This week, I posed the same question to the president of the European Parliament, Martin Schulz, who was on an official visit to Israel. It’s a “delicate and complicated” issue, he said, refusing to make a definite statement. “I will not interfere, as a representative of a European institution, in this debate. Not to escape from your question — I think that this is first of all not my duty, being here, to interfere.”

The idea of recognition was actually invented by Israeli leftists

Israel’s desire to be recognized a Jewish state is much older than the current round of US-brokered peace talks. Ever since Netanyahu accepted, in principle, the creation of a Palestinian state, during his Bar-Ilan University speech in 2009, he has made recognition a key element. “If the Palestinians recognize Israel as the State of the Jewish people, then we will be ready in a future peace agreement to reach a solution where a demilitarized Palestinian state exists alongside the Jewish state,” he said at the time.

But the issue came up even under Netanyahu’s predecessor Ehud Olmert. On November 13, 2007, right before the Annapolis peace conference, then foreign minister (and current justice minister and chief peace negotiator) Tzipi Livni raised the issue in a meeting with senior Palestinian Authority officials.

Then-foreign minister Tzipi Livni, then-prime minister Ehud Olmert, Palestinian Authority President Mahmoud Abbas and Palestinian negotiator Ahmed Qurei, during a meeting in Jerusalem in November, 2007 (photo credit: Moshe Milner/GPO/Flash90)

Then-foreign minister Tzipi Livni, then-prime minister Ehud Olmert, Palestinian Authority President Mahmoud Abbas and Palestinian negotiator Ahmed Qurei, during a meeting in Jerusalem in November, 2007 (photo credit: Moshe Milner/GPO/Flash90)

“Israel the state of the Jewish people — and I would like to emphasize the meaning of ‘its people’ is the Jewish people,” Livni said, according to minutes of the meeting leaked to Al Jazeera. “I didn’t ask for recognizing something that is the internal decision of Israel. Israel can do so, it is a sovereign state. [We want you to recognize it.] The whole idea of the conflict is … the entire point is the establishment of the Jewish state.”

The idea even predates the 2007 talks, and its significance was originally perceived by Israeli left-wingers, as journalist Yair Rosenberg recently pointed out. Rosenberg quotes Yaacov Lozowick, who in his book “Right to Exist: A Moral Defense of Israel’s Wars” tells the story of some two dozen Israeli and Palestinian intellectuals — “there was not a hard-line militant among them” — who in July 2001, when Ariel Sharon was prime minister, “convened to build a bridge over the ruins of peace.”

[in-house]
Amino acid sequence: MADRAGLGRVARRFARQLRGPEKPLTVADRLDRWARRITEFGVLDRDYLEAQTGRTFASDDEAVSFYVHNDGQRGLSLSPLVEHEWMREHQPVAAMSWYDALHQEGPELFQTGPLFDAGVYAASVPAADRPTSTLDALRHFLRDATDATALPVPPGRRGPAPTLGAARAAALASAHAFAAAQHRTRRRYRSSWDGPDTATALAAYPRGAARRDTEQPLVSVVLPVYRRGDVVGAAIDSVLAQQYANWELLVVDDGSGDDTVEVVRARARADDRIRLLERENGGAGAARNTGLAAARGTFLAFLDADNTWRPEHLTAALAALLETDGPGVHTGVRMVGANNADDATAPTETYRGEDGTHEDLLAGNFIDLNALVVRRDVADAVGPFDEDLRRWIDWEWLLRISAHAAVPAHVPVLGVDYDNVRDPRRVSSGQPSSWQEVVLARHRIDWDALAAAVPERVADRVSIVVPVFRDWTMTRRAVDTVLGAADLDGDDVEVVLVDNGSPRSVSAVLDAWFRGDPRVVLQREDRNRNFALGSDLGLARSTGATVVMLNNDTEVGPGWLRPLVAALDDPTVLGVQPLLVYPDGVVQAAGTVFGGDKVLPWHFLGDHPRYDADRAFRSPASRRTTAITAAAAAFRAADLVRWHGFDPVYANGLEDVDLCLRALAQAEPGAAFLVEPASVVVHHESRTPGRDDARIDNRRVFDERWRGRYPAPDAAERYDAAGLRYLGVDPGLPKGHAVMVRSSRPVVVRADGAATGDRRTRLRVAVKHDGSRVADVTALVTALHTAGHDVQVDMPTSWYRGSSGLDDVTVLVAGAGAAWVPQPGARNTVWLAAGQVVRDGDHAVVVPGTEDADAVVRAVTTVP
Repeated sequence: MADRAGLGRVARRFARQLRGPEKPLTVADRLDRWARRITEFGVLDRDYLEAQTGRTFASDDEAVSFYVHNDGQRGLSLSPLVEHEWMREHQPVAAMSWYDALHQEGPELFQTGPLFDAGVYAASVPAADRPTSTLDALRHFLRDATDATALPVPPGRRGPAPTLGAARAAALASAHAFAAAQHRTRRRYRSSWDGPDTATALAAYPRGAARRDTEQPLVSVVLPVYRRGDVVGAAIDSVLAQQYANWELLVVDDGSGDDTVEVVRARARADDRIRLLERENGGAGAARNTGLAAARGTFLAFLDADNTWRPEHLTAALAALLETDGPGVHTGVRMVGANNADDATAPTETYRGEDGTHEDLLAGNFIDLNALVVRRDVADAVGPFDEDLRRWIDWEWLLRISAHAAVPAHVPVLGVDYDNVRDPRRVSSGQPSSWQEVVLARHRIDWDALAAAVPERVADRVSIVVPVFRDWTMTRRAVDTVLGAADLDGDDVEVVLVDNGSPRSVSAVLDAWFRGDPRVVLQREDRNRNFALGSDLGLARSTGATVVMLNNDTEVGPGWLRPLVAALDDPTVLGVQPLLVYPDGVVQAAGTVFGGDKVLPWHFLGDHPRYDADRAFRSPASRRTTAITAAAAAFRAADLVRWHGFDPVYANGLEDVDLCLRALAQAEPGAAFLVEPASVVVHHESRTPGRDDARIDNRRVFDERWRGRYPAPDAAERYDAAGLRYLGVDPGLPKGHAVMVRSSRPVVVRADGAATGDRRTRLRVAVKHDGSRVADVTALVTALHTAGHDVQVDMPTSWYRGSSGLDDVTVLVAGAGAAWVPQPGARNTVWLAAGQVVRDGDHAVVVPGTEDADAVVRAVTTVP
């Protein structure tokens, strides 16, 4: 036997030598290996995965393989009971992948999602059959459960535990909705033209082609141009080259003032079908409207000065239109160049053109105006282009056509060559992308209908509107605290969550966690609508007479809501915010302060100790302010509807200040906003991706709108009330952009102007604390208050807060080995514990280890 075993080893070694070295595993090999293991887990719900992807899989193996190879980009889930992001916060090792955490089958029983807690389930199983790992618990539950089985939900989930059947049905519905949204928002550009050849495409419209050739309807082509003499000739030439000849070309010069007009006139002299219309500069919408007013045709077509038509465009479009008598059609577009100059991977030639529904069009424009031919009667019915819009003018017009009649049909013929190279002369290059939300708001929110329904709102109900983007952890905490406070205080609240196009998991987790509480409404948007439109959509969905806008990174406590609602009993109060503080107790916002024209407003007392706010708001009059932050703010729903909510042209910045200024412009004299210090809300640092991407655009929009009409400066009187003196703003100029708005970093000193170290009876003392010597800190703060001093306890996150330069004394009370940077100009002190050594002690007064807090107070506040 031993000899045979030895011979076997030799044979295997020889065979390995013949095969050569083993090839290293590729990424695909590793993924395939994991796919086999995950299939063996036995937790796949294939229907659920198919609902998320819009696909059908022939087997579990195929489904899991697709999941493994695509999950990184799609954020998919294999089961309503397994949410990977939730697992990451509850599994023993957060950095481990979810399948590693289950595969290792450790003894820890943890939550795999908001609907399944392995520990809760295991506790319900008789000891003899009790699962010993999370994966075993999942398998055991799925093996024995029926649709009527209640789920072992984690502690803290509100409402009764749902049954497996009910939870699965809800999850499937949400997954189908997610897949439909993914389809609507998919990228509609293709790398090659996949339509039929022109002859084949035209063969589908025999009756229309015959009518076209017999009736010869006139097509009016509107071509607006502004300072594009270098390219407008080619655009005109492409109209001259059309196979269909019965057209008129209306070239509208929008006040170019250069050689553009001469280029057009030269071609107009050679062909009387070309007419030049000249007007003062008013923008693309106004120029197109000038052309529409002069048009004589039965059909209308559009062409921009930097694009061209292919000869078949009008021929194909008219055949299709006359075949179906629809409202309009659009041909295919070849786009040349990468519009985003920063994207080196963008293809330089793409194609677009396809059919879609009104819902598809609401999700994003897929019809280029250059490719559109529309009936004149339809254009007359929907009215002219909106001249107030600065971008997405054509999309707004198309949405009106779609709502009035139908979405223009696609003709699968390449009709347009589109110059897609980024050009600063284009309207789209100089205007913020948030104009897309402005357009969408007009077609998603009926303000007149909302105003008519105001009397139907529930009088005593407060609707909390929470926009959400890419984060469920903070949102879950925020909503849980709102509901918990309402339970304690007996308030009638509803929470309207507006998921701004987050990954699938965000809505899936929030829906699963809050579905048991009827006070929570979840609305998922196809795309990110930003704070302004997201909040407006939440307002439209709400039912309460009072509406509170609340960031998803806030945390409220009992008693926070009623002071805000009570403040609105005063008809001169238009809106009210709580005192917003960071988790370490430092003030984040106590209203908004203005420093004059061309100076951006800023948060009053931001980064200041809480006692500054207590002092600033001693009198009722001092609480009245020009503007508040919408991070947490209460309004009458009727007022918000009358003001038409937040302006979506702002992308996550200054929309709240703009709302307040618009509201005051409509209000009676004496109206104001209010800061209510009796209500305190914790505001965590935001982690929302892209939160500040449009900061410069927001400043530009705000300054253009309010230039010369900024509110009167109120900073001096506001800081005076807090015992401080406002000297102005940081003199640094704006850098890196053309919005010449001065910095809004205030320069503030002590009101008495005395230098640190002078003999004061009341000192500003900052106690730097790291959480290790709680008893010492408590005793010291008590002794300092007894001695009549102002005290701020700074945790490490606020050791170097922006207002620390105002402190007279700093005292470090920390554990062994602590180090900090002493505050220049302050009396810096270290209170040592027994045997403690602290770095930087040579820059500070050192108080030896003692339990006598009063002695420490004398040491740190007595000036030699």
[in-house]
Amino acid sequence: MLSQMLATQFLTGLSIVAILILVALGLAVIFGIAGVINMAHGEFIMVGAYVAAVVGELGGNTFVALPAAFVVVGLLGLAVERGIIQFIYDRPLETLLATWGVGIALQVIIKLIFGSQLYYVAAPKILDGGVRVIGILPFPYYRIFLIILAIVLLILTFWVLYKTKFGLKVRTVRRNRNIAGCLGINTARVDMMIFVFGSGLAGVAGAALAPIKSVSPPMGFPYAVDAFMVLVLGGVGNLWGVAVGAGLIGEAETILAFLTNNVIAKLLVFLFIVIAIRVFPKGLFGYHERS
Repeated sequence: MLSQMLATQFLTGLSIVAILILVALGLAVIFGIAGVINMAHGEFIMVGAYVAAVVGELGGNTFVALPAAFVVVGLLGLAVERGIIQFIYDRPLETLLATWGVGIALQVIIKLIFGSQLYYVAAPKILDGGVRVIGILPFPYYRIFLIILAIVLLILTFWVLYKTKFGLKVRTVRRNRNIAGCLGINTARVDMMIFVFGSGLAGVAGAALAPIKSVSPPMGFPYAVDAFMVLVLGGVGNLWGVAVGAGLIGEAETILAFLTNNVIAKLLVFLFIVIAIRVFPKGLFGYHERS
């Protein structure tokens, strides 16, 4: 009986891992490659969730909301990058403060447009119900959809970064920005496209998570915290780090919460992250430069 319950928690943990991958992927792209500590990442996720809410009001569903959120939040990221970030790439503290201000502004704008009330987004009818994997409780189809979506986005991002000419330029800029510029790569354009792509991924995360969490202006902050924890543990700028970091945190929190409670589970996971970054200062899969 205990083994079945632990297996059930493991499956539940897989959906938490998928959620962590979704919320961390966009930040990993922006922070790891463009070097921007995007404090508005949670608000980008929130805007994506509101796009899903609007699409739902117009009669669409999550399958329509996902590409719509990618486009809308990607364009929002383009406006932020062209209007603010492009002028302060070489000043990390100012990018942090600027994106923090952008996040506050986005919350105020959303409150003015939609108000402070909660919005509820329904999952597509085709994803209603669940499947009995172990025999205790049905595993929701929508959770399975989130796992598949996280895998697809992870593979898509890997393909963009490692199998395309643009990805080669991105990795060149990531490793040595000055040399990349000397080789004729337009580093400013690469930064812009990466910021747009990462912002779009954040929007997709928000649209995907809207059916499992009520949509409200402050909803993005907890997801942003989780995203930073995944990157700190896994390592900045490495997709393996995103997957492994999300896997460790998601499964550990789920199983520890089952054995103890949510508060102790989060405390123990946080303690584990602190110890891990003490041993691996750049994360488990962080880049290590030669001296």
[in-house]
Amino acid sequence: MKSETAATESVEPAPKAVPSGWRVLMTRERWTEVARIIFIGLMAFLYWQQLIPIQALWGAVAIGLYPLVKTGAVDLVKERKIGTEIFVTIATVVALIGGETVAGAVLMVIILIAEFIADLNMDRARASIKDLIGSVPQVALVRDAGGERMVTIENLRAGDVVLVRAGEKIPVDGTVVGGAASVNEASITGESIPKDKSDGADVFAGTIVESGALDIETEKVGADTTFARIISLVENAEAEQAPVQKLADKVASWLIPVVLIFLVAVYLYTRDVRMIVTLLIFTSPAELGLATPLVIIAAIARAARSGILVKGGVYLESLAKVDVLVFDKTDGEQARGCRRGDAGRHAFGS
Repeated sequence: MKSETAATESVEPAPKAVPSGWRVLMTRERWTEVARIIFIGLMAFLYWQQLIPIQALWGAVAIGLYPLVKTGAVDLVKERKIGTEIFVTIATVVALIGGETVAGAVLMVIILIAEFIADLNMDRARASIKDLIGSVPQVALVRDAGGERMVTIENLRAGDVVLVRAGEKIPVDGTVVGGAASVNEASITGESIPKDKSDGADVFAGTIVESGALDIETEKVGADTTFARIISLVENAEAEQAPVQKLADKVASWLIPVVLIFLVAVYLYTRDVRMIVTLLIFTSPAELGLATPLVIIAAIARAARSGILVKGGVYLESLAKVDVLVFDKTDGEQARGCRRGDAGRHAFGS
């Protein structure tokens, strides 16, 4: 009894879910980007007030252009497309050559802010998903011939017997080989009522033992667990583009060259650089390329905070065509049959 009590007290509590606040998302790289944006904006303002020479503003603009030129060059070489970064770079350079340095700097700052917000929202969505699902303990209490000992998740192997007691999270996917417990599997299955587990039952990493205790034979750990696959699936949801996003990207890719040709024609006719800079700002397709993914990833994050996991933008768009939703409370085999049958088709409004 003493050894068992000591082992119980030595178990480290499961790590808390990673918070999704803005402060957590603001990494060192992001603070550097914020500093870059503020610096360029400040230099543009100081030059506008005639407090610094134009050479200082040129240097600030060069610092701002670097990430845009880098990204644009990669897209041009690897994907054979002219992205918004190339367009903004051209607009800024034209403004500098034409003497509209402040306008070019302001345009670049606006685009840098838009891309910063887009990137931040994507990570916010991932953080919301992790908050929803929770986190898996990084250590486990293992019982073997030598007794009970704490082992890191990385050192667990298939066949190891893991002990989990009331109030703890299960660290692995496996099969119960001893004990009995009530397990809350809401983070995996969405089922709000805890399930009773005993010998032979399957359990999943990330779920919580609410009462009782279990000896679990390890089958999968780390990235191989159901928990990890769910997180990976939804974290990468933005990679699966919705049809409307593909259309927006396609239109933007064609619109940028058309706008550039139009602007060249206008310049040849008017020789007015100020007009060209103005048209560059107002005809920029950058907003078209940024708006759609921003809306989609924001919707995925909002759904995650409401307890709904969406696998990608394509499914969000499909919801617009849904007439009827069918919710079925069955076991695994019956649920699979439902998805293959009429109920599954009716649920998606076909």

Their idea was to issue a joint declaration calling on the two sides to resume negotiations. “The Palestinians were willing to join in stating that there should be two independent states alongside one another, but the Israelis, alerted by the fiascos of Camp David and Taba to a nuance they had previously overlooked, demanded that the statement clearly say that Israel would be a Jewish State and Palestine an Arab one,” Lozowick wrote. “The Palestinians refused. Jews, they said, are a religion, not a nationality, and neither need nor deserve their own state. They were welcome to live in Israel, but the Palestinian refugees would come back, and perhaps she would cease to be a Jewish State.”

Stymieing calls for a Palestinian “right of return” is, of course, one main reason behind Netanyahu’s insistence for recognition. “Recognizing Israel as the nation-state of the Jewish people means completely abandoning the ‘right of return’ and ending any other national demands over the land and sovereignty of the State of Israel,” he said last October. “This is a crucial component for a genuine reconciliation and stable and durable peace.”

More than three-quarters of Israeli Jews believe it is important that the Palestinians recognize Israel as a Jewish state

The prime minister’s critics argue that he has created an artificial obstacle to peace, because he knows the Palestinians will never concede this point.

“Do you think that any Palestinian leader in his right mind can ever accept this?” senior Palestinian official and former peace negotiator Nabil Shaath asked rhetorically in a recent interview with Haaretz. “Or is this simply intended to make it impossible to sign a peace agreement with Israel?”

But the right of return is only secondary in importance. Netanyahu’s declared main reason for the insistence on recognition is what he sees as the Arab refusal to accept a Jewish presence in the Holy Land. This is “at the root of the conflict,” he said in late January.

“This conflict has gone on for nearly 100 years,” he elaborated, telling the story of how a Jewish immigration office was attacked by rioting Palestinians in 1921. “There were no settlers there… There were no territories. There was a basic objection to any Jewish presence.” This sentiment has continued to fester in the Palestinian heads ever since, Netanyahu suggested, leading to a struggle “against the very existence of the Jewish state, against Zionism or any geographic expression of it, any State of Israel in any border.”